Journal of Criminal Law and Criminology

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Journal of Criminal Law and Criminology Volume 55 Issue 3 September Article 2 Fall 1964 The Crime of Incest Graham Hughes Follow this and additional works at:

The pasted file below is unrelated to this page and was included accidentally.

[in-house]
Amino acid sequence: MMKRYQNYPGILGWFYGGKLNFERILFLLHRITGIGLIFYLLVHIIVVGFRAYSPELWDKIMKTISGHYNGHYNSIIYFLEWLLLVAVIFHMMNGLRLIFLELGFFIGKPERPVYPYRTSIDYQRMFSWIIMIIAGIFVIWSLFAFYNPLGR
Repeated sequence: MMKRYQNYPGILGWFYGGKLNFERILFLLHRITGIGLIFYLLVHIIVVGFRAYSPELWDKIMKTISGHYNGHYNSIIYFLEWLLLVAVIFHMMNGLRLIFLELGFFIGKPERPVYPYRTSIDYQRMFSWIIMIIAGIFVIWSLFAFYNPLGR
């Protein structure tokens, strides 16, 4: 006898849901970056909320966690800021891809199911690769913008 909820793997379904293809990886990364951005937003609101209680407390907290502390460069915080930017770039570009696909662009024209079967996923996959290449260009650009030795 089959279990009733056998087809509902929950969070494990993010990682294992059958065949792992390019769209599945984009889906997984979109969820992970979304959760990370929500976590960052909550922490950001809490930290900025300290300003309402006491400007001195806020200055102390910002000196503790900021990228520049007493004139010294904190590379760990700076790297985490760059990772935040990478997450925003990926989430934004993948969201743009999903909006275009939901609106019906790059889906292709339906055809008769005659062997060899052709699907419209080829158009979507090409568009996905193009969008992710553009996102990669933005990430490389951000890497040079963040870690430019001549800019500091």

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Journal of Criminal Law and Criminology Volume 55 Issue 3 September Article 2 Fall 1964 The Crime of Incest Graham Hughes Follow this and additional works at: Part of the Criminal Law Commons, Criminology Commons, and the Criminology and Criminal Justice Commons Recommended Citation Graham Hughes, The Crime of Incest, 55 J. Crim. L. Criminology & Police Sci. 322 (1964) This Article is brought to you for free and open access by Northwestern University School of Law Scholarly Commons. It has been accepted for inclusion in Journal of Criminal Law and Criminology by an authorized administrator of Northwestern University School of Law Scholarly Commons. THE CRIME OF INCEST GRAHAM HUGHES Professor Hughes is Senior Lecturer in Law in the University College of Wales, Aberystwyth. He is presently Visiting Professor of Law ( ) in New York University, and for he was Visiting Professor of Law in Stanford University. Professor Hughes studied law at the University of Cambridge, where he received the B.A. degree in 1948 and the M.A. degree in He also received the LL.B. degree from the University of Wales in 1950 and the LL.M. degree from New York University in The author has taught law in Britain, at the University of Wales and the University of Hull, and in the United States, at Yale University as well as New York University and Stanford University. How do the laws of England, the United States, and other countries compare in their treatment of the crime of incest? How serious is the incidence of the crime? How can the genesis of the incest taboo be explained? What are the real harms produced by the crime? And, can the existing prohibitions regarding incest be defended on utilitarian grounds? Considering these and related questions, Professor Hughes critically analyses the existing law and proposes a Model Incest Prohibition designed to encompass the socially harmful aspects of incest without also comprising those relationships with which he finds the criminal law should not be concerned.-edrrox. In jurisprudential writing in the last few years there has been a continuing debate over the relationship between morality and the criminal law.' One of the topics that has come to be discussed is whether some of the existing prohibitions of the criminal law can be defended on utilitarian grounds or whether they reflect only deep feelings in society of repugnancy which may not be capable of utilitarian justification. A criminal offense often mentioned in this connection is that of incest, and it may therefore be worthwhile to examine the existing law of incest as a crime in the light of informed opinion on the effects of incest behavior as expressed in the writings of sociologists, anthropologists, psychologists, and psychiatrists. THE STATE OF ='r LAW All common-law jurisdictions contain criminal prohibitions of incestuous intercourse. In England the offense was originally in the jurisdiction of the ecclesiastical courts and so has no history at common law. It was given a statutory form in the Punishment of Incest Act, 1908, and is now to be found in the consolidating enactment, the Sexual Offences Act, Section 10 of this statute provides that it shall be a misdemeanor for a man I DvL, Tim Eir-oacxmENr or MoRAss (1959); Rostow, The Enforcement of Morals, 1960 CAmm. L.J. 174; Hughes, Morals and the Criminal Law, 71 YALE L.J. 662 (1962); HART, LAW, LIBERTY AND MORALITY (1963). 2 4 & 5 Eliz. 2, c. 69. to have sexual intercourse with a woman whom he knows to be his granddaughter, daughter, sister, or mother. The section stipulates that the relationship need not be through lawful wedlock and that sister shall include half-sister. It may be noted that there is no mention of the unce-niece relationship nor of the stepfather and stepdaughter relationship. Under section 11 it is an offense for a woman, if over the age of 16, to permit a man in the group of relationships previously listed in section 10 to have sexual intercourse with her by her consent. A curious feature of this definition is that no offense of incest occurs as between grandson and grandmother, though it does between grandfather and granddaughter. Under section 38 of the statute, if a man is convicted of incest with a girl under the age of 21 (or of an attempt to commit the offense), the court may divest him of all authority over her. Under this English statute a prosecution for incest can be commenced only by the Director of Public Prosecutions or with the sanction of the Attorney General. Neither incest nor attempted incest is triable at Quarter Sessions but must be sent to the High Court. The maximum sentence for incest is generally seven years, but is life imprisonment in the case of incest with a girl under 13. The general maximum punishment for attempted incest is two years, but if the girl is under 13. the maximum for attempt has been raised to seven years by the Indecency with Children Act of & 9 Eliz. 2, c. 33. 1964] THE CRIME OF INCEST In the United States incest is always a statutory offense. 4 Sharing the English background of the punishment for incest being originally entrusted to ecclesiastical authorities, the crime never existed at common law in the United States and was created by statute at varying times in the different states. In Utah, where the Mormon community did not disapprove of incestuous relationships, incest did not become a criminal offense until a statute of The concept of incest as a crime in United States jurisdictions is generally much wider than in England. All the states add the grandmothergrandson and the uncle-niece and aunt-nephew categories to the list of relationships as found in England, and almost half the states include first cousins within the sphere of the crime. 6 (In England marriage between first cousins is legal and in practice quite frequent.) In some states, although marriage between first cousins is prohibited, their cohabitation does not amount to incest (e.g., Louisiana). 7 In a number of states relationship by affinity (i.e., through marriage) is sufficient to ground a prosecution for incest 8 So sexual intercourse between stepfather and stepdaughter (Georgia), 9 between stepmother and stepson (Indiana), 10 and even between brother-in-law and sister-in-law (Ohio) may amount to incest. The relationship must exist at the time of the intercourse, though in Alabama it has been held that intercourse between a stepfather and stepdaughter amounts to incest even after the death of the latter's mother.n In 1944 it was held in Mississippi that an adopted child was not a daughter within the meaning of the incest statute. 3 There was apparently no previous authority to be found on this point. 4 See MUELLER, LEGAL REGULATION OF SEXUAL CoNDuCr 44 (1961); WEInuERG, INCEST BEHAVIOR (1955). Utah Laws, ch. 7, 4 (1892). 6 Rhode Island specifically exempts Jews, who are permitted to marry within the degrees allowed by their religion. R.I. GEN. LAWS ch. 415, 4 (1938). 'LA. Civ. CODE tit. 4, ch. 2, 95 (1932); LA. CRIM. CODE (1943); State v. Couvillion, 42 So. 431, 117 La. 935 (1906). 8 E.g., Oto REv. CODE (1953); Grossenbacher v. State, 197 N.E.2d 382, 49 Ohio App. 451 (1934). GA. CODE , (1933); Jennings v. State, 79 S.E. 756, 13 Ga. App. 678 (1913). oind. STAT (1942); Baumer v. State, 49 Ind. 544, 19 Am. R. 691 (1875). 11 Stewart v. State, 39 Ohio St. 152 (1883). 12 Tagert v. State, 39 So. 293, 143 Ala. 88 (1905). '3 State v. Lee, 17 So. 2d 277, 196 Miss. 311 (1944). In some states intermarriage is a sufficient actus reus to constitute the crime of incest without necessity for proof of actual sexual intercourse (e.g., California).1 4 Apart from this possibility, proof of actual sexual intercourse (i.e., penetration though not necessarily emission) is required, and proof of lesser acts of sexual gratification is not sufficient.' 5 Again, in some states proof of mutual assent is required to constitute incest, so that incest and rape are by definition mutually exclusive (e.g., Missouri).' 6 Other jurisdictions follow the English rule that the consent of the female is not necessary and that incest and rape may overlap (e.g., Illinois). Under most statutes knowledge of the relationship on the part of the accused is an essential element of the offense, 8 but in some states knowledge is not necessary and incest thus becomes a crime of strict liability (e.g. Florida). 9 In all states incest is a felony or, at the least, a high misdemeanor. The position with respect to punishment has been summarized by Weinberg: Though most states have one penalty for incest offenders, regardless of nearness or distance of the kin, some states have two penalties. Colorado, Nebraska and New Jersey impose a heavier sentence upon the father than upon other male incest offenders. In North Carolina male offenders who are in the immediate family are charged with a felony and are liable to imprisonment for not more than fifteen years. Male offenders in uncle-niece and aunt-nephew relations are charged with a misdemeanor and are liable to a far milder penalty which is subject to the discretion of the court. In West Virginia, cousin marriages are annulled but the participants are not punished. In most states the male only is punished for incest but in some states both male and female are punished. In Tennessee two distinct statutes pertain to male and female offenders; the woman is an accomplice if she allows the act to continue for several months. In Texas the daughter is an accomplice if she cooperates. In Oregon the female must consent or the man is charged with 14 People v. MacDonald, 76 P.2d 121, 24 Cal. App. 2d 702 (1938). Is State v. Glindemann, 75 Pac. 800, 34 Wash. 221 (1904). 16 State v. Eding, 42 S.W. 935, 141 Mo. 281 (1897). 7 People v. Arendarcyzk, 12 N.E.2d 2, 367 Ill. 534 (1937). Is E.g., Ky. REv. STAT (1953); Maxey v. Commonwealth, 9 S.W.2d 1001, 225 Ky. 663 (1928). 19 McCaskill v. State, 45 So. 843, 55 Fla. 117 (1908). GRAHAM HUGHES[ [Vol. 55 rape. In North Dakota the woman is an accomplice if she is not forced. In Indiana the male participant must be over sixteen to be subject to punishment. 20 Maximum punishments vary greatly. 2 ' Incestuous rape is frequently punishable with life imprisonment. Incest, minus the rape element, carries a maximum sentence of 50 years in California 2' and until recently carried the same penalty in New Mexico. At the other end of the range Alabama,24 Delaware, 25 and Missouri 26 have maximum sentences of seven years. The most typical maximum is ten years.n The Proposed Official Draft of the American Law Institute's Model Penal Code classifies incest as a felony of the third degree with a maximum sentence of five years. Under this proposed draft incest is confined to marrying or cohabiting or having sexual intercourse with an ancestor or descendant or a brother or sister of the whole or half blood. The uncle-niece and auntnephew relationships are appended in brackets to indicate, as the note puts it, some doubt whether they belong in the category of felonious incest in view of the severity of the penalty and condemnation. The draft section stipulates that the relationships referred to herein include blood relationships without regard to legitimacy and relationship of parent and child by adoption. ' 2 In Illinois, where a new Criminal Code came into effect on January 1st, 1962, the offense is now divided into aggravated incest and incest. 29 The aggravated variety consists of a male person having sexual intercourse or engaging in an act of deviate sexual conduct with a person whom he knows to be his daughter. Daughter here includes an illegitimate relationship and also includes a stepdaughter or adopted daughter under the age of 18. The penalty is imprisonment from one to 20 years. Incest generally consists of a person's having sexual intercourse or performing an act of deviate sexual conduct with another person whom he or she knows to be his or her mother or son or brother 20 WEINBERG, op. cit. supra note 4, at MUElXER, op. cit. supra note 4, at CAL. PEN. CODE Now, under N.M. STAT. 40 A-10-3 (1961 Supp.), incest is a third degree felony with a maximum penalty of ten years' imprisonment. 2 ALA. CODE (1940). 2 DEL. Rxv. CODE 5257 (1935). 26 Miss. Rv. STAT (1959). 27 See MUELLER, LEGAL REGULATION OF SEXurAL CoNDucT (1961). MODEL PENAL CODE (Proposed Official Draft, 1962). 2 IIL. REv. STAT. ch. 38, 11-10, (1963). or sister either of the whole blood or the half blood. The penalty for this is imprisonment from one to ten years. Illinois has thus severely curtailed the range of relationships within which the crime is committed, for under the earlier law the crime extended to all those within the prohibited degrees of relationship for marriage. In those non-common law jurisdictions whose penal codes are now available in English translation, incest commonly features as a crime. 30 In France there is the general offense of an indecent assault committed by an ascendant relative upon a descendant who is not yet emancipated by marriage and an increased penalty for rape where the perpetrator is an ascendant of the victim. West Germany has a general incest offense of sexual intercourse between relatives in the ascending line, in the descending line, between brothers and sisters and also between relatives by marriage. There is also an offense of using for lewd purposes a person under 21 with whose guardianship or supervision the defendant has been entrusted. Norway has a battery of incest laws encompassing sexual relations with ascendant or descendant relatives, with brothers or sisters or relatives by marriage, another offense of indecent relations with relatives in the descending line (including stepchildren and foster children), and an offense of indecent relations with a person under 18 years of age who is subject to the defendant's authority or supervision. In Argentina there is no general offense of incest, but in the offenses of sexual intercourse with young persons and the corruption of minors there is an increased punishment where the defendant is a near relative. THE INCIDENCE OF INCEST Incest is a crime the incidence of which is extremely difficult to estimate. Professor Gerhard Mueller has said: Statistics on incest are not available but its occurrence is extremely low . 31 If this is taken to refer to offenses known to the police or brought to prosecution the statement is no doubt true, but with incest the dark figure of offenses that never come to the attention of the authorities is incalculable but probably extensive. In England and Wales the following figures can be 3 The information that follows is gathered from the AMEICAN SERIES OF FOREIGN PENAL CODES, edited by Professor Gerhard 0. W. Mueller, Director of the Comparative Criminal Law Project at the New York University School of Law. 21 MUELLER, op. cit. supra note 4, at THE CRIME OF INCEST extracted from the annually published criminal statistics.4 Incest Persons for Trial Annual Average s Incest OffensesKn own to theaverage Polic Annual Avere: The seemingly steep rise in the number of offenses in England and Wales in the last 15 years must be set beside the general rise in all crime, and sexual offenses in particular, in the same period. So, with respect to rape and other offenses against females, the annual averages of offenses known to the police are: t ,788 5, , , , ,412 14, Again, it Cannot be known with any certainty how far this general increase reflects a real rise in the crime rate and how far it is explicable by more efficient or more zealous law enforcement. But it can scarcely be doubted that a substantially significant increase is indicated. Even so, it is apparent that the volume of incest offenses accounts for only a tiny percentage of sexual offenses known to the police, only, as can be seen from the above tables, a little over two per cent of sexual offenses against women known to the police. But here, too, an important caution must be entered. Incest overlaps in England and in most jurisdictions with rape and other offenses of unlawful sexual intercourse with young girls. Some incest cases may thus not appear as such in official statistics, because the offenders have been prosecuted for alternative of-' fenses. Also it must be remembered that incest is not committed legally until proof of actual sexual intercourse is possible (or intermarriage in some American jurisdictions). Many situations of incestuous sexual familiarity falling short of actual n C enral STATISTIcs, ENGLAND AND WALES 1961, Cmnd sexual intercourse may thus come to be prosecuted as offenses of indecent assault, molestation, or impairment of morals. For these reasons even the apparently precise figures of the criminal statistics for England and Wales do not give a full picture of incestuous relationships known to the police. A point of interest is the comparatively high percentage of incest cases that are not proceeded with by the police. In the Report of the Enquiry on Sexual Offenses conducted by the Department of Criminal Science at Cambridge it is pointed out that of all offenders in indictable sexual offenses covered by the scope of the inquiry, eight per cent were not proceeded against, but that in the case of incest the percentage rose to 13.5 per centu This is no doubt explicable by the need for the sanction of the Attorney-General to be obtained for the prosecution if it is not conducted by the Director of Public Prosecutions. In New York City, the Mayor's Committee for the Study of Sex Offenses (1941) reported that in the decade incest cases accounted for three per cent of crimes for which sex offenders were indicted (i.e., 98 cases of incest). The Report, however, points out that, in a number of cases of impairing the morals of a minor, sexual intercourse had taken place with a daughter, son, or some other close relative, so that there were numerous cases where a charge of incest was possible but where some other charge was in fact preferred. 35 The reasons why the actual incidence of incest behavior may greatly exceed that of offenses known to the police are not difficult to suggest. The offense commonly takes place within a close family circle in conditions of secrecy. The act is sometimes consensual in circumstances of strong affection between the offenders. Even where the incest is procured by duress, the victim is often a young girl who will not have the strength of will and initiative to shake off a father's domination and bring the offense to the attention of the authorities. There is, too, the possibility that both parties concerned may be legally culpable so that both have an interest in concealing the matter. Even where father-daughterincest is discovered by a mother or brother, the knowledge that to report it may result in the imprisonment of the father with consequent economic hardship for the family may be a strong influence 3 SEXUAL OFFENSES, A REPoRT Or THE CAMBRIDGE DEPARRTMNT OF CRnIINAL SCIENCE 95 (1957). Id. at 39 et seg. 35 REPoRT op T=E Nzw YoRn (Crry) MAyoR's COmm=E rortrie STunY of SEx OFFENs~s 55 (1941). GRAHAM HUGHES [Vol. 55 in favor of concealment. Most important of all, perhaps, is the strength of the social taboo against incest, leading to a readiness to suffer the situation within the family circle rather than to expose the whole family, as it is felt, to shame. For all these reasons incest most often comes to the notice of the authorities when it has been detected by those outside the family, usually by neighbors or social workers. This occurs frequently when a daughter becomes pregnant as a result of an incestuous relationship with father or brother. 3 TBE INCEST TAmoo In contemporary discussion about the relativity of morals, incest has become a fashionable example of a constant prohibition, of an invariant taboo to be found in all known cultures at all times. Margaret Mead has said in a recent article that an incest rule prohibi